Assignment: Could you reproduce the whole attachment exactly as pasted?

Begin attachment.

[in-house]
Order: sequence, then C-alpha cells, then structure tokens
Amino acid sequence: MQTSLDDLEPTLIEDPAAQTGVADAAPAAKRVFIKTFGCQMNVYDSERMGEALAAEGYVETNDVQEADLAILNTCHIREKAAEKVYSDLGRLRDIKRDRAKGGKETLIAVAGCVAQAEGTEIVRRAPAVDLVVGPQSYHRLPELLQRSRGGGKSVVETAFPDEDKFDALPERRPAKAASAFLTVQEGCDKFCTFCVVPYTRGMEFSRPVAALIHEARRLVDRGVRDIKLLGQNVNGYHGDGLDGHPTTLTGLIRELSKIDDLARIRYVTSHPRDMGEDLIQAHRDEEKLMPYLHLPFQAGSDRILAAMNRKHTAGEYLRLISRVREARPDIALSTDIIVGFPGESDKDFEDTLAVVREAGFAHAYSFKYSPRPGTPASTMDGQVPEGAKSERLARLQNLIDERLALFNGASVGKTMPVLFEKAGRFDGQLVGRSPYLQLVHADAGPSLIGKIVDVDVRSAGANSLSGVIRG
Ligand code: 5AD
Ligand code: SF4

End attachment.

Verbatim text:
[in-house]
Order: sequence, then C-alpha cells, then structure tokens
Amino acid sequence: MQTSLDDLEPTLIEDPAAQTGVADAAPAAKRVFIKTFGCQMNVYDSERMGEALAAEGYVETNDVQEADLAILNTCHIREKAAEKVYSDLGRLRDIKRDRAKGGKETLIAVAGCVAQAEGTEIVRRAPAVDLVVGPQSYHRLPELLQRSRGGGKSVVETAFPDEDKFDALPERRPAKAASAFLTVQEGCDKFCTFCVVPYTRGMEFSRPVAALIHEARRLVDRGVRDIKLLGQNVNGYHGDGLDGHPTTLTGLIRELSKIDDLARIRYVTSHPRDMGEDLIQAHRDEEKLMPYLHLPFQAGSDRILAAMNRKHTAGEYLRLISRVREARPDIALSTDIIVGFPGESDKDFEDTLAVVREAGFAHAYSFKYSPRPGTPASTMDGQVPEGAKSERLARLQNLIDERLALFNGASVGKTMPVLFEKAGRFDGQLVGRSPYLQLVHADAGPSLIGKIVDVDVRSAGANSLSGVIRG
Ligand code: 5AD
Ligand code: SF4